Other materials such as ionic or non-ionic surfactants can be added to facilitate the precipitation of the desired discrete particles. The polymers may also contain various other additives such as pigments, stabilizers, flame retardants, antistatic agents, and flow agents so long as they do not interfere with the desired properties of the product.
Although it is preferred to add the polymer solution to the non-solvent, the opposite order of addition may also be practiced in the process of this invention. Alternatively, the non-solvent and the polymer solution may be simultaneously added to a vessel in order to precipitate the discrete particles. The rate at which the polymer solution and the non-solvent are combined may be varied to adjust the average particle size, but in general this rate can be increased as the agitation rate is increased.
After precipitation of the discrete particles, the particles can be separated from the solvents using any method known in the art for recovering solids from a liquid medium. Such methods include, but are not limited to, filtration and centrifugation. The separated particles may then be washed with additional non-solvent or a mixture of solvent and non-solvent and then dried using any suitable method to remove volatile impurities.
The discrete particles produced by the process of this invention are suitable for use in any application in which small beads of polyalkylene carbonate are desirable. The discrete particles are advantageously formed into molded foam patterns for use in lost foam casting using the methods described in U.S. Pat. No. 4,763,715, the teachings of which are incorporated herein by reference. Other applications for the discrete polyalkylene carbonate particles will be apparent to those skilled in the art.
The following examples are meant to further illustrate, but not limit, the invention. All parts and percentages are by weight unless otherwise designated.
A 500 ml stainless steel autoclave was charged with 30 g of propylene oxide, 909 of methylene chloride, and carbon dioxide and the mixture was polymerized using a zinc carboxylate catalyst according to the method described by Inoue [Makromol. Chem., Rapid Commun. 1, 775(1980)] Methanol was added to the methylene chloride solution to precipitate large lumps of aggomerated polypropylene carbonate. This demonstrates that the prior art solvent/non-solvent precipitation methods are not suitable for the preparation of discrete, free-flowing particles of polyalkylene carbonate. The precipitated polymer weighed 24.99 g after drying. The polymer was at least 99% pure polypropylene carbonate as determined by NMR and infrared spectroscopy.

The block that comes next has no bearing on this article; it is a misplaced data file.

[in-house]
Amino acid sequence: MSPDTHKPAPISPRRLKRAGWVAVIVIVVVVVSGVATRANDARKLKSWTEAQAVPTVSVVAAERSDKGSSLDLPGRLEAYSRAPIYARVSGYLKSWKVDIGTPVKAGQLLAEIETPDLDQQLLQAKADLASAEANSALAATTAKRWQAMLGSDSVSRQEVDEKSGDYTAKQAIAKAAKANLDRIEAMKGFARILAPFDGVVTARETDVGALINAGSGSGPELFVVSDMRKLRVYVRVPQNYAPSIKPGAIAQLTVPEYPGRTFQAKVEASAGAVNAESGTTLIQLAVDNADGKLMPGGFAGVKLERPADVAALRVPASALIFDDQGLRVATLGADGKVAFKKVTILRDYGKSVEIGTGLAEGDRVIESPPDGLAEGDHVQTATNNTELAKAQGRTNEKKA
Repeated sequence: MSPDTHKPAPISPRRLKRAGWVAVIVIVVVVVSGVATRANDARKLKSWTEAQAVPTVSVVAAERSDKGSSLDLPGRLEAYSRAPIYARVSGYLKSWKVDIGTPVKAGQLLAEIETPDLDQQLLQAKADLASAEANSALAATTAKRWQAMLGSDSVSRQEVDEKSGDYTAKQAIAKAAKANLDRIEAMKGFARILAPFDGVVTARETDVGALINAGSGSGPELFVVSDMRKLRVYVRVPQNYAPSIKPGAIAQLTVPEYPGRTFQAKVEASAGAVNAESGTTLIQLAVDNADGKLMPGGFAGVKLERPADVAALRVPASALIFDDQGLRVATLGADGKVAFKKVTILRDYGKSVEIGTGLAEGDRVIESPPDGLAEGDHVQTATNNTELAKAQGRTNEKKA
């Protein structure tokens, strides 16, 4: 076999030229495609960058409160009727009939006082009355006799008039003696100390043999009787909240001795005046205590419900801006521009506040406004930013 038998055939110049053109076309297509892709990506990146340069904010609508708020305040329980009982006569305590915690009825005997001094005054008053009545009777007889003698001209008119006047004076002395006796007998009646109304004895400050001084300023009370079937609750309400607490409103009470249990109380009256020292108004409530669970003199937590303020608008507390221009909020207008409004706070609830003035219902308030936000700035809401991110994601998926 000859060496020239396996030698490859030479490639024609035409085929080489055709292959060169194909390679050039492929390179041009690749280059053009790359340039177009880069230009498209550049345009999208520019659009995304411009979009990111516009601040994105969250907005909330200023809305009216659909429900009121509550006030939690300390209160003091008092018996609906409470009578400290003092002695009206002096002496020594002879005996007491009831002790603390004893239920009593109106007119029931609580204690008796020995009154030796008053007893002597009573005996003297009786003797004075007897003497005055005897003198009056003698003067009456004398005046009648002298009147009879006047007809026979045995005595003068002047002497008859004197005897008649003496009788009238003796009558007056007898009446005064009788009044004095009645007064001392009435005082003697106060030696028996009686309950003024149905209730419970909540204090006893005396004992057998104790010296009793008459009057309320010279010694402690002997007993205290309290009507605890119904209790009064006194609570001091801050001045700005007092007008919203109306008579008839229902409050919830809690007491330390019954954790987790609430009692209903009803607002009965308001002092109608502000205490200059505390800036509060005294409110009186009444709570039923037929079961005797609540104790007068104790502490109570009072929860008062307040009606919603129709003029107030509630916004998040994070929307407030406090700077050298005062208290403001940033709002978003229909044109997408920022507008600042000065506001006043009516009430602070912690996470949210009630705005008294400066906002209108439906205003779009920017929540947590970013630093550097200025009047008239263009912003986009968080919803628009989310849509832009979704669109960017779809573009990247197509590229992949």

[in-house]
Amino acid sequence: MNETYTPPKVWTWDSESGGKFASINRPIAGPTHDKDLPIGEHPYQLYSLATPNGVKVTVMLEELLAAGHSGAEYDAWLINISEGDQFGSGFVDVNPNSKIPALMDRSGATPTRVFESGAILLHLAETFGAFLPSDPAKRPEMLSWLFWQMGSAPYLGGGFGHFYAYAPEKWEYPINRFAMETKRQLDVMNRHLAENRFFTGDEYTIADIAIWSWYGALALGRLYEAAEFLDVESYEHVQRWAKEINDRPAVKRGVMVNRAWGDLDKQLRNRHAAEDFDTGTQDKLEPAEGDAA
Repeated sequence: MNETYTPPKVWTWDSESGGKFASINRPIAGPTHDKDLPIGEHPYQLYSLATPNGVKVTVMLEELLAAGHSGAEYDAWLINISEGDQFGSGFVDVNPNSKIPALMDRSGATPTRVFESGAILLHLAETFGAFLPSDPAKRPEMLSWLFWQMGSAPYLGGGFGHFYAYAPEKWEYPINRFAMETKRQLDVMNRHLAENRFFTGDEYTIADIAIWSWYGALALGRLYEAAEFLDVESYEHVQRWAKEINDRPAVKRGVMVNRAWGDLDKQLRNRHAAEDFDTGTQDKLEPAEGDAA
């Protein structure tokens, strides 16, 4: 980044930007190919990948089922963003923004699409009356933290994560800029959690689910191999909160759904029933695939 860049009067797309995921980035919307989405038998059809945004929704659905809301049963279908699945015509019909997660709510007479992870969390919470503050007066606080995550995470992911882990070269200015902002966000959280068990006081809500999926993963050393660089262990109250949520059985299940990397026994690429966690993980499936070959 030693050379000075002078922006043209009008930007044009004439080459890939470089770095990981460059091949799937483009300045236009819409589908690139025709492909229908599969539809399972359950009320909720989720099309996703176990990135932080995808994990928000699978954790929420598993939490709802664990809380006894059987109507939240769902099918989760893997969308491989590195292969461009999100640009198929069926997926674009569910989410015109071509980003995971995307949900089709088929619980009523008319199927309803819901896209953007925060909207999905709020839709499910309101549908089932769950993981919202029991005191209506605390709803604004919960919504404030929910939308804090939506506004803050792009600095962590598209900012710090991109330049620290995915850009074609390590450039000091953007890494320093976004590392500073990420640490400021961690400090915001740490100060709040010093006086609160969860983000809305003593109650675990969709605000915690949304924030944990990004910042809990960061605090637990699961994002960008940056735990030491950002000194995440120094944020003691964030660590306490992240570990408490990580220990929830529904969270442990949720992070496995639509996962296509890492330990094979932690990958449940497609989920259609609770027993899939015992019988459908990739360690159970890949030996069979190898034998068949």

Other polyalkylene carbonates were prepared by the same procedure using cyclohexene oxide or cyclopentene oxide, instead of the propylene oxide.
A five gallon stainless steel reactor was charged with 1373 g of cyclohexene oxide, 369 g of propylene oxide, 4971 g of methylene chloride, and carbon dioxide and the mixture was polymerized using a zinc carboxylate catalyst according to the method described by Soga et al [Polymer J. 13, 407(1981)]. Following precipitation and drying of the product, 1506 g of the desired terpolymer were obtained. Nuclear magnetic resonance (NMR) and infrared spectroscopy showed that the product was at least 99% pure carbonate terpolymer.
To illustrate the preparation of discrete polymer particles according to the present invention, a 10 wt. % solution of the polypropylene carbonate was prepared by dissolving 10 g of the polymer obtained from Example 1 in 90 g of commercially available N-methyl-2-pyrrolidinone solvent. This solution was added with vigorous agitation at a rate of 15 g/minute to 250 g of distilled water maintained at 26° C . Fine, discrete polymer particles were obtained as a slurry. The particles were recovered at room temperature by filtration. The particles were dried at 25° C. in vacuo to give 8.6 g of free-flowing polymer particles between 160 and 600 microns in diameter.